number of joints with limited range of motion;
erythrocyte sedimentation rate (ESR);
duration of morning stiffness.
Owing to the character of this study not all criteria were available from every point in time for every patient. To meet the definition of improvement at a certain point, patients had to have a 30% or greater improvement from the baseline in at least three of six available variables. They could also show a deterioration of 30% in no more than one variable. Though a small number of patients discontinued treatment, the data were expressed as the last observation carried forward (LOCF).
Differences in the efficacy assessment indices were evaluated using the Wilcoxon matched pairs test. For comparison between systemic onset and non-systemic onset JIA patients, the χ2 test was used.
Up to 31 October 2003, data on 322 JIA patients had been collected (table 1). These had been treated in 36 different paediatric rheumatology centres. Treatment with etanercept had been given for 1 to 48 months (mean (SD) length of treatment, 13.4 (10.5) months, median 12 months); 287, 229, 194, 139, and 106 patients had been treated for at least 6, 12, 18, 24, and 30 months, respectively. High disease activity is reflected by prolonged morning stiffness, large numbers of swollen, tender, or restricted joints, and a raised ESR and C reactive protein (table 2). Patients with systemic onset JIA had higher joint counts, CHAQ scores, and ESR values and more severe disease activity as assessed by their parents and by their physicians than patients with non-systemic-onset JIA.
Significant improvements in the number of tender and swollen joints, duration of morning stiffness, and physician’s and parent’s global assessment was seen after 1, 3, 6, 12, 18, 24, and 30 months (p<0.0001 for all except for swollen joint count and ESR at 30 months (p<0.0005) and duration of morning stiffness at 30 months (p<0.001); Wilcoxon matched pairs test, table 2). A significant improvement in the CHAQ was observed after 6, 12, 18, 24, and 30 months (p<0.0001 at 1 to 24 months and p<0.01 at 30 months; Wilcoxon matched pairs test, table 2). Improvement was noted in 92%, 93%, and 91% of patients after 6, 12, and 18 months of treatment, and in all patients treated for 24 and 30 months.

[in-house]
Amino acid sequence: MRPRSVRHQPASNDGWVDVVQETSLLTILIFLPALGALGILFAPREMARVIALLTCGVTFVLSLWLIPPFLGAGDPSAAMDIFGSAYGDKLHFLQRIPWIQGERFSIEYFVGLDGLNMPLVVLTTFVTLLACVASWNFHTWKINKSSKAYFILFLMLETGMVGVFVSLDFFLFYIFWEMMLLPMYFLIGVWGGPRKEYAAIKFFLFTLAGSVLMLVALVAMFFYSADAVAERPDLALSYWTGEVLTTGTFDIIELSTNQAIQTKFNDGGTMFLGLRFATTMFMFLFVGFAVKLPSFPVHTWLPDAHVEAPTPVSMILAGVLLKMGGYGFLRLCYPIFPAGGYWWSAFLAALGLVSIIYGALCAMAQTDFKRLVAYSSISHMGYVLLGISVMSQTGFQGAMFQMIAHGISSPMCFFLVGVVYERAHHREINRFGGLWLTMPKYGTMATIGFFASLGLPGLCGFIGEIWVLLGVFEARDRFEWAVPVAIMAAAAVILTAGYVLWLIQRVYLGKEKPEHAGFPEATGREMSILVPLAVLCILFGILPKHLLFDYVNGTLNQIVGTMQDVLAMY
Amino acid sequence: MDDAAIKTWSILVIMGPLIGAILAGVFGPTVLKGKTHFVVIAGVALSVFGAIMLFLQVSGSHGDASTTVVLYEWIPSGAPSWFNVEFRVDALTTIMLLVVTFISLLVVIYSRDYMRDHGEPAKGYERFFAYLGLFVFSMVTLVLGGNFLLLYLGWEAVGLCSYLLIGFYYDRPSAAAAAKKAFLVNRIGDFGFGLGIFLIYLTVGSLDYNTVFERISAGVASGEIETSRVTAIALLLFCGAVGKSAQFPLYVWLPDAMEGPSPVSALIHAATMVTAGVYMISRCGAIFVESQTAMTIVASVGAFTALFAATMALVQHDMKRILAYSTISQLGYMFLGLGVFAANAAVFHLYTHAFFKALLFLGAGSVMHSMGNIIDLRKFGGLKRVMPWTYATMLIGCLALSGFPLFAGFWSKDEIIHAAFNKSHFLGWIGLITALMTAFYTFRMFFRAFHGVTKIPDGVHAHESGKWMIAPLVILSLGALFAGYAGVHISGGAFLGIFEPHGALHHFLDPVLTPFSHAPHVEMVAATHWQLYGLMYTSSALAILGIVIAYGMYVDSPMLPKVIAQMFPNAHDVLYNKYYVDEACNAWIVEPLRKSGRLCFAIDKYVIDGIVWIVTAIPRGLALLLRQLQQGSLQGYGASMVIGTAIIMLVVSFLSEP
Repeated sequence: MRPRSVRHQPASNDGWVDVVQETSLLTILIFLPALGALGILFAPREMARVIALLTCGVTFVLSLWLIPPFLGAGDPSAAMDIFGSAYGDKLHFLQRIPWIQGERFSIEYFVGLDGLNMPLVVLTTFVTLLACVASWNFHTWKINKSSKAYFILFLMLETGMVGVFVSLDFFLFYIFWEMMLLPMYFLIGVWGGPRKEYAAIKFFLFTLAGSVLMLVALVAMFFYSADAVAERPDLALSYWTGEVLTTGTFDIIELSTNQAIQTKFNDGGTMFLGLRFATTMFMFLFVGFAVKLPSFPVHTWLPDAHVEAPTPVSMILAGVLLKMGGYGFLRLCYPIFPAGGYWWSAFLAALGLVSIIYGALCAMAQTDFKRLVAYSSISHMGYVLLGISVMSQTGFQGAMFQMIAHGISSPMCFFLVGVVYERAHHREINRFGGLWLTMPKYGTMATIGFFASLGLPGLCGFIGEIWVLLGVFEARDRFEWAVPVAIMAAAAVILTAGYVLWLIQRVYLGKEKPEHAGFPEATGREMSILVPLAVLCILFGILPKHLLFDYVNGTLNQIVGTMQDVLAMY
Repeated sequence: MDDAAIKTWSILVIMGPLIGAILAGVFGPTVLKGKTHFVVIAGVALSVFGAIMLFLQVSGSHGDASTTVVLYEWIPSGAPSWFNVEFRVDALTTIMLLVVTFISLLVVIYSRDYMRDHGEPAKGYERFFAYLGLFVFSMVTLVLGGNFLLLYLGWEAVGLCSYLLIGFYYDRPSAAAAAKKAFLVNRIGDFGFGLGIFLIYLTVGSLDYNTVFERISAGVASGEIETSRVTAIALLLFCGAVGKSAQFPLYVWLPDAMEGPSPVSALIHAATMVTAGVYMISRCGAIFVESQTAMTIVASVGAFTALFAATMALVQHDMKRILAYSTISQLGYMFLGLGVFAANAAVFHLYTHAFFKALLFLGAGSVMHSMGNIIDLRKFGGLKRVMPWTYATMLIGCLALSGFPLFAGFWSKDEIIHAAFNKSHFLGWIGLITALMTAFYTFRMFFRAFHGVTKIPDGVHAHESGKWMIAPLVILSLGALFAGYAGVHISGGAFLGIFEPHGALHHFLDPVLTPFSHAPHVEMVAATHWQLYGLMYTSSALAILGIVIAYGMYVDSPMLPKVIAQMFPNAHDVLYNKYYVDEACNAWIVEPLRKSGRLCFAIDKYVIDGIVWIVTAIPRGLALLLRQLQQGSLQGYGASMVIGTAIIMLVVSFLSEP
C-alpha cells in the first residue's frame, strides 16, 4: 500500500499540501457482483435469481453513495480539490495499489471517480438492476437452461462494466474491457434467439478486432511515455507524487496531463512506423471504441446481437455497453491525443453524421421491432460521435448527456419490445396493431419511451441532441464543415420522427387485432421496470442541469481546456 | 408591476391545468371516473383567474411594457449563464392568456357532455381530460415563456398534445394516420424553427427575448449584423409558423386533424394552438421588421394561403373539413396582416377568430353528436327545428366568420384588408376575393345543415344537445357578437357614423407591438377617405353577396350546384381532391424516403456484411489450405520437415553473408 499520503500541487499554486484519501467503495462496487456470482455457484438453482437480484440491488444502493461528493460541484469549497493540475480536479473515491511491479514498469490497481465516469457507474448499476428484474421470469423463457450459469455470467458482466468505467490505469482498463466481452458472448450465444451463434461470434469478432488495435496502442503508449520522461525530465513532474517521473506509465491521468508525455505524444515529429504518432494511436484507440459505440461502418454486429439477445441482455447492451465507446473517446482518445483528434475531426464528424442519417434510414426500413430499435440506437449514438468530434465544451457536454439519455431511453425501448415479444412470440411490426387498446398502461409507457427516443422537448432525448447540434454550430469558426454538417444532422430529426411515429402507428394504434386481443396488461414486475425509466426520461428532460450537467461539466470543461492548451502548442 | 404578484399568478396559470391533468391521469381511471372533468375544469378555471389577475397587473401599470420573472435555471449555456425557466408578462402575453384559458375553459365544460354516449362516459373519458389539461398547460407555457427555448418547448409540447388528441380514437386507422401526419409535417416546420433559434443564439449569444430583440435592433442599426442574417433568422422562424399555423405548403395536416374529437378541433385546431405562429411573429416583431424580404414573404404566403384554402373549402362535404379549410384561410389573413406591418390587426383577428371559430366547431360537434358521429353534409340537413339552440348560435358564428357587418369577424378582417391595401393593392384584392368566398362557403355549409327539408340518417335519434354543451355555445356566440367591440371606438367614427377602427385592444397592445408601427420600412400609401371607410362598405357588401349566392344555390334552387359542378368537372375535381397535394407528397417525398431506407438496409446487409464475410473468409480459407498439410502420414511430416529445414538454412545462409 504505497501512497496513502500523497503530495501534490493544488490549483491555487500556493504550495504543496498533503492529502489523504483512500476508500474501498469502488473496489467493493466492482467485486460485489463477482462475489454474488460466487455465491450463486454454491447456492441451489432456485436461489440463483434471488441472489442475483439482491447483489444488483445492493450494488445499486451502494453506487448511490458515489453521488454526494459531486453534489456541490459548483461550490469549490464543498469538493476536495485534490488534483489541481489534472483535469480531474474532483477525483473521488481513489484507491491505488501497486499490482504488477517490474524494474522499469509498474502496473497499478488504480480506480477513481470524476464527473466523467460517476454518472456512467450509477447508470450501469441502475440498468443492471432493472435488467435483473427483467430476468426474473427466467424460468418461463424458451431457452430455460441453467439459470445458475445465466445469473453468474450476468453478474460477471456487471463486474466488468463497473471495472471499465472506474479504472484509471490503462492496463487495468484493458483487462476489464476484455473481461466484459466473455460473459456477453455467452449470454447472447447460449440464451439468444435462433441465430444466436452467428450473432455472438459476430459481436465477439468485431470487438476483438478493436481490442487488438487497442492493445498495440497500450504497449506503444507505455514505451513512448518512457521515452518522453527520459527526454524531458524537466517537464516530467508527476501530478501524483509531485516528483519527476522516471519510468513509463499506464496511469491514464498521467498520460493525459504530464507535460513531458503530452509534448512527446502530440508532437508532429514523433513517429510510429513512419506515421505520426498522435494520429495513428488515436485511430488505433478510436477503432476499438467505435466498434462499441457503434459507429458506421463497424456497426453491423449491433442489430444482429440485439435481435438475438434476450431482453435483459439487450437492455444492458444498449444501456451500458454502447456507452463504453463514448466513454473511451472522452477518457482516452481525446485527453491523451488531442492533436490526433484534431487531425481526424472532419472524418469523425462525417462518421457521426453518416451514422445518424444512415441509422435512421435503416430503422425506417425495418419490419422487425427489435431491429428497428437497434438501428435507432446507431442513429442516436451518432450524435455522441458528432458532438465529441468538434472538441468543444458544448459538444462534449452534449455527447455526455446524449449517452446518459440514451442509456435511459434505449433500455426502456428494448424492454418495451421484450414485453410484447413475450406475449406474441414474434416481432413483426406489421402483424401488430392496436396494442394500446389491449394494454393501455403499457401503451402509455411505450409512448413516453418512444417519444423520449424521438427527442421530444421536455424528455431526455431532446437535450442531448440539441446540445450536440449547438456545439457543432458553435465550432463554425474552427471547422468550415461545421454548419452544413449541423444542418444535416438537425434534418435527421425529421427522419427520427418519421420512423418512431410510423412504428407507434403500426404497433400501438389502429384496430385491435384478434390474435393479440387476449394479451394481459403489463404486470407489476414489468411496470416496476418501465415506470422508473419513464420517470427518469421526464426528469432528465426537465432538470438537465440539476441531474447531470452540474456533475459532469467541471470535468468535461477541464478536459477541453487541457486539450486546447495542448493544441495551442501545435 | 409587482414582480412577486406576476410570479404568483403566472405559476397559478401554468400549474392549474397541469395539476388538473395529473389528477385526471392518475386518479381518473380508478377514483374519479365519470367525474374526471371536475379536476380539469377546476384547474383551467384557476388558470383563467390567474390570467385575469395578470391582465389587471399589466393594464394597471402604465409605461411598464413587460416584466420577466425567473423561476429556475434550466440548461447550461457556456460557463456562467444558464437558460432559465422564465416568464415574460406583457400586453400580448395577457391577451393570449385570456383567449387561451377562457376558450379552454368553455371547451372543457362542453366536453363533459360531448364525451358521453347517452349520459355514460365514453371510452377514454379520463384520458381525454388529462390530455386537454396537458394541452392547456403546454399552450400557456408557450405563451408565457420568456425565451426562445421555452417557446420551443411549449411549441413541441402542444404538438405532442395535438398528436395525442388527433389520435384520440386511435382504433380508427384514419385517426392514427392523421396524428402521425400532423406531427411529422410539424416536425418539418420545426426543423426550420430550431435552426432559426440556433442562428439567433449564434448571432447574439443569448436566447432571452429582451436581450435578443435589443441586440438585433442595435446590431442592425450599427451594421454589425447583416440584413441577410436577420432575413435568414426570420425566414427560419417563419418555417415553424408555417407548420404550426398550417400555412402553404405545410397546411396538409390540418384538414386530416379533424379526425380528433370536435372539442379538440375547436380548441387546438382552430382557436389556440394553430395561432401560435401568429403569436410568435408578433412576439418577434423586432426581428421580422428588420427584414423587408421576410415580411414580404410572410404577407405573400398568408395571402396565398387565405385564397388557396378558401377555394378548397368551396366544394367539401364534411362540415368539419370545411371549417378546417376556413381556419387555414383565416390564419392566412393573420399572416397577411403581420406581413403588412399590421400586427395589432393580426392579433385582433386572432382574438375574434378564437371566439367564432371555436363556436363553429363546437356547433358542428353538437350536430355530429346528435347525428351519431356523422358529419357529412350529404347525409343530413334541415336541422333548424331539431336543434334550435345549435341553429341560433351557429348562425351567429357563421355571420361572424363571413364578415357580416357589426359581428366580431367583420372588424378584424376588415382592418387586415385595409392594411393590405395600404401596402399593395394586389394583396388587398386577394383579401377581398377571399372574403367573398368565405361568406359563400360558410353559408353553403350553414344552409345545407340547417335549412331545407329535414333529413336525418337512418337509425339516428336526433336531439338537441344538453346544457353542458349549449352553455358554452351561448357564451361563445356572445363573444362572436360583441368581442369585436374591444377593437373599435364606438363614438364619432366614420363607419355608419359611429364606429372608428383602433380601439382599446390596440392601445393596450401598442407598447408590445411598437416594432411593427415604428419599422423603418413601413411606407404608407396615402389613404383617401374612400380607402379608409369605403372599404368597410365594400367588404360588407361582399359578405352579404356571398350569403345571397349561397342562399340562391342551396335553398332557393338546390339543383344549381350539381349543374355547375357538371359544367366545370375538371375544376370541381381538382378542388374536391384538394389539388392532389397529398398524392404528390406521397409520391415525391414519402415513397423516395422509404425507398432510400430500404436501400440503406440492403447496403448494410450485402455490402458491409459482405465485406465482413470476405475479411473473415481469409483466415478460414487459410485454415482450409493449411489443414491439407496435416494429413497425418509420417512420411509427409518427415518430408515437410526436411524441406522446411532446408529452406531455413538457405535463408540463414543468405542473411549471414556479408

In all, 270 patients were treated for at least three months and were suitable for evaluation of efficacy according to the modified core set criteria. Of these, 32 discontinued treatment prematurely. At the time of discontinuation, a 30%, 50%, or 70% improvement was observed in 22, 17, and 10 patients. By “last observation carried forward” (LOCF) analysis, a therapeutic response according to the JIA 30, 50, and 70 criteria was achieved in 67%, 54%, and 30% of the patients at one month, in 79%, 61%, and 39% at three months, in 82%, 70%, and 50% at six months, and in 80%, 71%, and 54% at 12 months, remaining at these levels thereafter.
Subtype analysis showed a markedly lower therapeutic efficacy in patients with systemic arthritis. After one month of treatment, 48%, 33%, and 11% of patients reached a 30%, 50%, and 70% response, respectively. At three months the number of patients increased to 63%, 39%, and 24% and subsequently remained stable (fig 1A). Of a total of 66 patients with systemic JIA, 17 (26%) discontinued treatment. The reason for discontinuation was inefficacy of treatment in 14 cases (21%).
In non-systemic JIA, the 30%, 50%, and 70% levels of efficacy were reached by 74%, 60%, and 34% of patients, respectively, after one month, and this increased to 90%, 82%, and 64% at the end of the first year of treatment (fig 1B). Thus therapeutic efficacy started early and increased further during the first year of treatment. Although the number of patients achieving a 30% response did not increase between three months (79%) and 12 months of treatment (81%), the degree of response increased during that period as the number of patients achieving a 50% and 70% response increased by 10% and 16%, respectively.
Of 256 non-systemic patients, 36 discontinued treatment (21%), 11 of these (4%) because of inefficacy and 12 because of clinical remission as judged by the local physician. Patients with systemic JIA discontinued treatment because of a lack of response significantly more often than non-systemic patients (p<0.0001, χ2 test).